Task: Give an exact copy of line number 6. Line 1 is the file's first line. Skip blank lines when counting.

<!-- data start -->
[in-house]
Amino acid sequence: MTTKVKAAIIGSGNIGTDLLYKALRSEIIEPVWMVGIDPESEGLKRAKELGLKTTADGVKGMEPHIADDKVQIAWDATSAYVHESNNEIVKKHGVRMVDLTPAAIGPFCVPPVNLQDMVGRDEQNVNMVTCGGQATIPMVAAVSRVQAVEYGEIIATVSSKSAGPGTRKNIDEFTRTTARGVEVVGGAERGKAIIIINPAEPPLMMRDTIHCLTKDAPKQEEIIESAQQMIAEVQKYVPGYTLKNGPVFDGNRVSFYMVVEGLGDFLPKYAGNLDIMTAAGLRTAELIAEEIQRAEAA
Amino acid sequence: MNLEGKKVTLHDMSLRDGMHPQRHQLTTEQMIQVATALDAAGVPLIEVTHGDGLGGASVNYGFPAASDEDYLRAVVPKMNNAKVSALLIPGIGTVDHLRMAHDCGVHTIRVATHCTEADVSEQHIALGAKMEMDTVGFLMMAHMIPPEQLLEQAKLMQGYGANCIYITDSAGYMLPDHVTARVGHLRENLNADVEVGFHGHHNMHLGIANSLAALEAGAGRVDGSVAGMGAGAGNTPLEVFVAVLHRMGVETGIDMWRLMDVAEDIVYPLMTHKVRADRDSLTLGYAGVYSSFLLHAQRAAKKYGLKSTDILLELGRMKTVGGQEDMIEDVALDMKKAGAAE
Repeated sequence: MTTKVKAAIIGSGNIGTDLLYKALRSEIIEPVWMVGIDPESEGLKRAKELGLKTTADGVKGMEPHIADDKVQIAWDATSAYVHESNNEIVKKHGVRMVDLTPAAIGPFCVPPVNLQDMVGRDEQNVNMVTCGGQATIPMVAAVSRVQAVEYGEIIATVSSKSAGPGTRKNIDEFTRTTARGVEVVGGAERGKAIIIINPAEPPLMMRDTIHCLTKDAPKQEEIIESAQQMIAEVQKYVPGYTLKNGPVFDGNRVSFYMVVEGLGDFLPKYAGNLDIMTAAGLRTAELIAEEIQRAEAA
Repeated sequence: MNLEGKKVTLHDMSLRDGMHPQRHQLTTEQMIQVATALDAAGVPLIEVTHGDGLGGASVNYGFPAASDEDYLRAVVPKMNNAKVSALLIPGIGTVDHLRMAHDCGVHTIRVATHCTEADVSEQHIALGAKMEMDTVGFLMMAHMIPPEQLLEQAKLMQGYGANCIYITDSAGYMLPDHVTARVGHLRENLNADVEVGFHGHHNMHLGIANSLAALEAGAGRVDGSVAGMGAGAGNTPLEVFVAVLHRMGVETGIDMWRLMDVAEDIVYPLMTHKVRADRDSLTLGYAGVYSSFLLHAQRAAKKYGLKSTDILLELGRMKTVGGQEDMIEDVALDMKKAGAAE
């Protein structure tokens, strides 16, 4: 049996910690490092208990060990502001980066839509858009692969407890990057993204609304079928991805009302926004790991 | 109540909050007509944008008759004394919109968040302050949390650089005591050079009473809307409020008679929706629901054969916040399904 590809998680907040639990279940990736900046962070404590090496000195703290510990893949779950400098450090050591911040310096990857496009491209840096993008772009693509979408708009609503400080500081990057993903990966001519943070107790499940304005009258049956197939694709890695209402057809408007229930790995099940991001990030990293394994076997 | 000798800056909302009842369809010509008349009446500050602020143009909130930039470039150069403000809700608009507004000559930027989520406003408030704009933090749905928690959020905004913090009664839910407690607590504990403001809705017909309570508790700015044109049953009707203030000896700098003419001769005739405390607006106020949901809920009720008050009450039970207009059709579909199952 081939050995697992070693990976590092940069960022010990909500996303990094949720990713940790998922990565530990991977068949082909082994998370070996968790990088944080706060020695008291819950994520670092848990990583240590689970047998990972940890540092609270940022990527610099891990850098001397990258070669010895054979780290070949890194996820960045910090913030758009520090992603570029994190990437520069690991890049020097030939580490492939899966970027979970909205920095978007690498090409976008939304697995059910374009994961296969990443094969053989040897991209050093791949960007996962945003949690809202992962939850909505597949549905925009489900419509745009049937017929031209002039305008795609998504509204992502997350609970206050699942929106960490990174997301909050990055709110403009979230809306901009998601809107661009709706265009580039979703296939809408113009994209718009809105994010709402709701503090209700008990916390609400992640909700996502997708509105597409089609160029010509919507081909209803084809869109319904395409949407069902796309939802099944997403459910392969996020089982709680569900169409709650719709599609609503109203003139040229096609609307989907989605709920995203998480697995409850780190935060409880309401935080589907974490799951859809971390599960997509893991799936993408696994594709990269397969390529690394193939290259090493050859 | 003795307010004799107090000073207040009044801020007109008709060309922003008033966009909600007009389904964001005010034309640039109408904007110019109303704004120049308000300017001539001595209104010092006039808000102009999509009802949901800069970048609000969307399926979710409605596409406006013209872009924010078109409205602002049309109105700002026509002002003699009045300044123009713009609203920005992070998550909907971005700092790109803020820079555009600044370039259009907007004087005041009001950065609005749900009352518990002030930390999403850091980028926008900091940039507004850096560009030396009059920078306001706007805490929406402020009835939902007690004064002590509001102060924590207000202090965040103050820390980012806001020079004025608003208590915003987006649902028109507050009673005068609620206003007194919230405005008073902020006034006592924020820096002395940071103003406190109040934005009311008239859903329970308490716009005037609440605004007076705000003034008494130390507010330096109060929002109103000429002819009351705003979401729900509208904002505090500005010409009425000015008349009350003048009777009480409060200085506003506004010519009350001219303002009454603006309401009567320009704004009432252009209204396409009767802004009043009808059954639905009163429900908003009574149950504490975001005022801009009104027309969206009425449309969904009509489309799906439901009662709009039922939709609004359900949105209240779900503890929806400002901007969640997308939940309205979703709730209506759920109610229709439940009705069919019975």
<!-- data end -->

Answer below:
């Protein structure tokens, strides 16, 4: 049996910690490092208990060990502001980066839509858009692969407890990057993204609304079928991805009302926004790991 | 109540909050007509944008008759004394919109968040302050949390650089005591050079009473809307409020008679929706629901054969916040399904 590809998680907040639990279940990736900046962070404590090496000195703290510990893949779950400098450090050591911040310096990857496009491209840096993008772009693509979408708009609503400080500081990057993903990966001519943070107790499940304005009258049956197939694709890695209402057809408007229930790995099940991001990030990293394994076997 | 000798800056909302009842369809010509008349009446500050602020143009909130930039470039150069403000809700608009507004000559930027989520406003408030704009933090749905928690959020905004913090009664839910407690607590504990403001809705017909309570508790700015044109049953009707203030000896700098003419001769005739405390607006106020949901809920009720008050009450039970207009059709579909199952 081939050995697992070693990976590092940069960022010990909500996303990094949720990713940790998922990565530990991977068949082909082994998370070996968790990088944080706060020695008291819950994520670092848990990583240590689970047998990972940890540092609270940022990527610099891990850098001397990258070669010895054979780290070949890194996820960045910090913030758009520090992603570029994190990437520069690991890049020097030939580490492939899966970027979970909205920095978007690498090409976008939304697995059910374009994961296969990443094969053989040897991209050093791949960007996962945003949690809202992962939850909505597949549905925009489900419509745009049937017929031209002039305008795609998504509204992502997350609970206050699942929106960490990174997301909050990055709110403009979230809306901009998601809107661009709706265009580039979703296939809408113009994209718009809105994010709402709701503090209700008990916390609400992640909700996502997708509105597409089609160029010509919507081909209803084809869109319904395409949407069902796309939802099944997403459910392969996020089982709680569900169409709650719709599609609503109203003139040229096609609307989907989605709920995203998480697995409850780190935060409880309401935080589907974490799951859809971390599960997509893991799936993408696994594709990269397969390529690394193939290259090493050859 | 003795307010004799107090000073207040009044801020007109008709060309922003008033966009909600007009389904964001005010034309640039109408904007110019109303704004120049308000300017001539001595209104010092006039808000102009999509009802949901800069970048609000969307399926979710409605596409406006013209872009924010078109409205602002049309109105700002026509002002003699009045300044123009713009609203920005992070998550909907971005700092790109803020820079555009600044370039259009907007004087005041009001950065609005749900009352518990002030930390999403850091980028926008900091940039507004850096560009030396009059920078306001706007805490929406402020009835939902007690004064002590509001102060924590207000202090965040103050820390980012806001020079004025608003208590915003987006649902028109507050009673005068609620206003007194919230405005008073902020006034006592924020820096002395940071103003406190109040934005009311008239859903329970308490716009005037609440605004007076705000003034008494130390507010330096109060929002109103000429002819009351705003979401729900509208904002505090500005010409009425000015008349009350003048009777009480409060200085506003506004010519009350001219303002009454603006309401009567320009704004009432252009209204396409009767802004009043009808059954639905009163429900908003009574149950504490975001005022801009009104027309969206009425449309969904009509489309799906439901009662709009039922939709609004359900949105209240779900503890929806400002901007969640997308939940309205979703709730209506759920109610229709439940009705069919019975």